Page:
The first World Cup Final ever held in Africa. At the Soccer City stadium, Johannesburg, venue of the tournament's opening match.
Italy won the World Cup for the first time in 44 years. It was always on the cards after their great win over Brazil, and they could afford a giveaway first half and still beat West Germany easily in the Final. Already without their skilful playmaker Giancarlo Antognoni, they lost centre forward Francesco Graziani early on, missed a penalty through Antonio Cabrini - then scored three goals in the second half. Paolo Rossi, the scourge of Brazil, headed the first, which meant he'd scored Italy's last six. Quite a comeback from suspension for match-fixing.
Marco Tardelli got the second before setting off on the most memorable celebration in any televised match, all fists and larynx. Lanky sub Alessandro Altobelli made it 3-0 before Paul Breitner scored West Germany's late consolation. Italy won the trophy with a wide age range (goalkeeper-captain Dino Zoff was 40, defender Giuseppe Bergomi 18) and by beating the world champions, the tournament favourites, and now the European champions. It only remained for the Spanish police to use their batons one last time, on the photographers shooting the presentation!
The opening ceremony and opening match in England's World Cup. Historic occasion though it was, not everyone was deeply impressed. Although nearly 88,000 tickets were sold, only 75,000 people turned up. Maybe they knew what was coming. Uruguay used a sweeper behind a back four, and everyone else in withdrawn positions, including their two most creative players - a web the England players rarely looked like breaking. When they did, bodychecks and knee-high tackles came into play. Any optimism England fans may have had was well doused. Still, the only way was up. All the way to lifting the trophy.
Talking of which, the one England paraded after the Final was the real thing, yes? Well, no. Bobby Moore received the actual trophy, but it was immediately swapped for a sub. True story. After the World Cup had been stolen and found before the tournament began, the FA had a replica made. On this day in 1997, it sold at Sotheby's for £254,000! The fake trophy was made by goldsmith George Bird, who then kept it under his bed for 27 years. The World Cup version of the Man in the Iron Mask.
Another 3rd-Place Final that made someone top scorer after his team had been knocked out. Back in 1958, Just Fontaine set an unapproachable record by scoring four against West Germany. Today Croatia, in their first World Cup finals as a separate country, showed less disappointment over their semi-final defeat by hosts France than Holland did over their shoot-out shocker against Brazil. All three goals came in the first half. Boudewijn Zenden equalised with a convulsive left-footer, but Davor Šuker scored his sixth goal of the tournament with a first-time ground shot. Meanwhile Italy's Christian Vieri scored five, all from open play, in four matches. Fair's not the word.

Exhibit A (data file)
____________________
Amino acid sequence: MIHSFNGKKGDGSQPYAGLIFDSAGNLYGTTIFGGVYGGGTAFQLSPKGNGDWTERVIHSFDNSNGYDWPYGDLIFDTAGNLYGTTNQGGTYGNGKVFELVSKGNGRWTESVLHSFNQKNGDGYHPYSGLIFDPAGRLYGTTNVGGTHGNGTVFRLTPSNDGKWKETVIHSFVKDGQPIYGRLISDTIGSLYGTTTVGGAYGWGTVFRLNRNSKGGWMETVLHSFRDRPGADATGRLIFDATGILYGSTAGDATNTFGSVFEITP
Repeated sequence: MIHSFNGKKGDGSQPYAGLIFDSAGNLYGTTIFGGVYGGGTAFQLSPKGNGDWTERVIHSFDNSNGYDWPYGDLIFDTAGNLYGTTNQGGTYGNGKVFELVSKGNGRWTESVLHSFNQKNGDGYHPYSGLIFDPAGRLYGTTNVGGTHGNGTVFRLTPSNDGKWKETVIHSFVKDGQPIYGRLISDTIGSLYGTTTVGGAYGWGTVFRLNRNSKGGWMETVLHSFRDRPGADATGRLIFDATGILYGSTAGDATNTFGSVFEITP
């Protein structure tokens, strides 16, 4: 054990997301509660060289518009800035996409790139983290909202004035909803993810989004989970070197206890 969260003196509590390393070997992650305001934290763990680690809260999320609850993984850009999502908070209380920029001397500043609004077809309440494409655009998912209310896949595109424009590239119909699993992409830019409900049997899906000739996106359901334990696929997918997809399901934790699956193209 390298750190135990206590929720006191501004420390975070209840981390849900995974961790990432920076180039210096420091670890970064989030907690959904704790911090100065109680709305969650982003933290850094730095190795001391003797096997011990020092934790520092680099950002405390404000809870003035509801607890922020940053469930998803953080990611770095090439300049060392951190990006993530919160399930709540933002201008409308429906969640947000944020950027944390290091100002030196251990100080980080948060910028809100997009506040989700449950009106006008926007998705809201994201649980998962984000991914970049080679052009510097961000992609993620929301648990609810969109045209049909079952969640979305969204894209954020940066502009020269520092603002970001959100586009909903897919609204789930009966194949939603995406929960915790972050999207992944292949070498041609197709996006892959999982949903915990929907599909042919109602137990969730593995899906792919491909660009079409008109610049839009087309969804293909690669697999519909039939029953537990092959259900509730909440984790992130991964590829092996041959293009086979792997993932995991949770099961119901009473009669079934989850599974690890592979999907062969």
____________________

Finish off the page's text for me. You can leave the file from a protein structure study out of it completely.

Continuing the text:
The day after his birthday, Don Revie resigned as England manager. He and his wife "agreed the job was no longer worth all the aggravation". The following day, he revealed that he'd agreed to work in the United Arab Emirates for an annual tax-free salary of £60,000 plus bonuses. A huge amount at the time, it led to the nickname Don Readies. He left the England team with an uphill task to qualify, which new manager Ron Greenwood couldn't manage. A dreadful 2-0 win in Luxembourg left them too much to do, and a win by the same score against Italy at Wembley wasn't enough when the Italians won their last match easily. Revie, the man who took Leeds United to the top, was banned from English football for ten years, but this was quashed by a court ruling which cost the FA £141,000. Revie died of motor neurone disease in 1989. The FA didn't send anyone to the funeral or arrange a minute's silence.
A managerial appointment this time. After two spells as Alex Ferguson's second-in-command at Manchester United, Carlos Queiroz took over as national coach of Portugal. In his second World Cup match in charge, the team went 2-1 up with only four minutes to go - but still lost 3-2 at home to Denmark. Portugal recovered to qualify through the play-offs, beating Bosnia 1-0 in each leg.
Hugo Sánchez was born in Mexico City and grew into his country's most famous player - and biggest World Cup disappointment. He was only 19 in 1978, and he was playing in a desperately poor side (Mexico lost all three matches, including one to Tunisia and 6-0 to champions West Germany), but he still disappeared rather too easily. Eight years later, when the finals were held at home, he began by heading the winner in the opening match but missed a penalty in the second and didn't take one in the quarter-final, when Mexico were eliminated without losing a match. He played in Mexico's opening match of the 1994 finals, but wasn't seen again after the defeat by Norway.
By playing only the first minute of a match arranged in his honour, he had an international career that lasted 20 years. A folk hero at Real Madrid, Sánchez was league top scorer four years in a row, and his total of 38 in 1989-90 gave him a share of Europe's Golden Boot. He helped Real retain the UEFA Cup in 1986, scoring in the Final against Cologne. As national coach, he took Mexico to the Final of the 2007 CONCACAF Gold Cup, which they lost after taking the lead. He was sacked the following year and replaced by Sven-Göran Eriksson, who was definitely no improvement.